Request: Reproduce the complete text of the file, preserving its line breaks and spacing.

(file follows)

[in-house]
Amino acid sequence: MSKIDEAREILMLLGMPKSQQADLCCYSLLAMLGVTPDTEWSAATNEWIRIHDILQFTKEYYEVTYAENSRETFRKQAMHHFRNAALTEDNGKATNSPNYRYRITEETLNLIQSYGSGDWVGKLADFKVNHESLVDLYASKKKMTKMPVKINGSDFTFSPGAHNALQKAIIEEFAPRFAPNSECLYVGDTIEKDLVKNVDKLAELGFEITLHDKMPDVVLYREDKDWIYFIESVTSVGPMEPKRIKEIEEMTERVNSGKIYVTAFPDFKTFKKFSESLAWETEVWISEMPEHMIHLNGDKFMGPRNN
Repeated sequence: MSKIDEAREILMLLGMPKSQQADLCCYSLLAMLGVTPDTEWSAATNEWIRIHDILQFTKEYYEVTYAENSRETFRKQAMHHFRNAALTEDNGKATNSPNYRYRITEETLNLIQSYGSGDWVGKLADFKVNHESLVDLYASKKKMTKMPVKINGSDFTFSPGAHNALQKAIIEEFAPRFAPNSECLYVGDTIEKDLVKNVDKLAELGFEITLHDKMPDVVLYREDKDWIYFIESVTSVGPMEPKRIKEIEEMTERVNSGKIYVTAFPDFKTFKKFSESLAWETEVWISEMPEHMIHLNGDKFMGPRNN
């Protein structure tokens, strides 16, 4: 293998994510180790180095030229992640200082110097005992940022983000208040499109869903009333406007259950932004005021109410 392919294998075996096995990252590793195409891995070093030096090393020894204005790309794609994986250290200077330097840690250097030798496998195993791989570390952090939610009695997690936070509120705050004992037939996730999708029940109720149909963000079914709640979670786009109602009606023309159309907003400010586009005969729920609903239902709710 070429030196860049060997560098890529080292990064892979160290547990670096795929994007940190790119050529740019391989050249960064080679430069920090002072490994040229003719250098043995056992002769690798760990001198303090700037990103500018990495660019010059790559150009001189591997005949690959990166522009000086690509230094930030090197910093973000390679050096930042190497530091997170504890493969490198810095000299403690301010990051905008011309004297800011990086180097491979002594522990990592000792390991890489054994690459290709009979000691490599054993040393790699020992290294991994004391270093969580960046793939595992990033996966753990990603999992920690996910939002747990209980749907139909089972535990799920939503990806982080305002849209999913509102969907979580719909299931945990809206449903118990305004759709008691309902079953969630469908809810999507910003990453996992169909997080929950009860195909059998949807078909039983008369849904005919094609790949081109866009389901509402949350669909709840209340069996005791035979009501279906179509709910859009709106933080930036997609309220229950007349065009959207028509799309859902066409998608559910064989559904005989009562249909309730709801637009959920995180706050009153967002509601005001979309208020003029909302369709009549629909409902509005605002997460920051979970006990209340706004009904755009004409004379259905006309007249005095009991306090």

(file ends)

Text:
[in-house]
Amino acid sequence: MSKIDEAREILMLLGMPKSQQADLCCYSLLAMLGVTPDTEWSAATNEWIRIHDILQFTKEYYEVTYAENSRETFRKQAMHHFRNAALTEDNGKATNSPNYRYRITEETLNLIQSYGSGDWVGKLADFKVNHESLVDLYASKKKMTKMPVKINGSDFTFSPGAHNALQKAIIEEFAPRFAPNSECLYVGDTIEKDLVKNVDKLAELGFEITLHDKMPDVVLYREDKDWIYFIESVTSVGPMEPKRIKEIEEMTERVNSGKIYVTAFPDFKTFKKFSESLAWETEVWISEMPEHMIHLNGDKFMGPRNN
Repeated sequence: MSKIDEAREILMLLGMPKSQQADLCCYSLLAMLGVTPDTEWSAATNEWIRIHDILQFTKEYYEVTYAENSRETFRKQAMHHFRNAALTEDNGKATNSPNYRYRITEETLNLIQSYGSGDWVGKLADFKVNHESLVDLYASKKKMTKMPVKINGSDFTFSPGAHNALQKAIIEEFAPRFAPNSECLYVGDTIEKDLVKNVDKLAELGFEITLHDKMPDVVLYREDKDWIYFIESVTSVGPMEPKRIKEIEEMTERVNSGKIYVTAFPDFKTFKKFSESLAWETEVWISEMPEHMIHLNGDKFMGPRNN
């Protein structure tokens, strides 16, 4: 293998994510180790180095030229992640200082110097005992940022983000208040499109869903009333406007259950932004005021109410 392919294998075996096995990252590793195409891995070093030096090393020894204005790309794609994986250290200077330097840690250097030798496998195993791989570390952090939610009695997690936070509120705050004992037939996730999708029940109720149909963000079914709640979670786009109602009606023309159309907003400010586009005969729920609903239902709710 070429030196860049060997560098890529080292990064892979160290547990670096795929994007940190790119050529740019391989050249960064080679430069920090002072490994040229003719250098043995056992002769690798760990001198303090700037990103500018990495660019010059790559150009001189591997005949690959990166522009000086690509230094930030090197910093973000390679050096930042190497530091997170504890493969490198810095000299403690301010990051905008011309004297800011990086180097491979002594522990990592000792390991890489054994690459290709009979000691490599054993040393790699020992290294991994004391270093969580960046793939595992990033996966753990990603999992920690996910939002747990209980749907139909089972535990799920939503990806982080305002849209999913509102969907979580719909299931945990809206449903118990305004759709008691309902079953969630469908809810999507910003990453996992169909997080929950009860195909059998949807078909039983008369849904005919094609790949081109866009389901509402949350669909709840209340069996005791035979009501279906179509709910859009709106933080930036997609309220229950007349065009959207028509799309859902066409998608559910064989559904005989009562249909309730709801637009959920995180706050009153967002509601005001979309208020003029909302369709009549629909409902509005605002997460920051979970006990209340706004009904755009004409004379259905006309007249005095009991306090």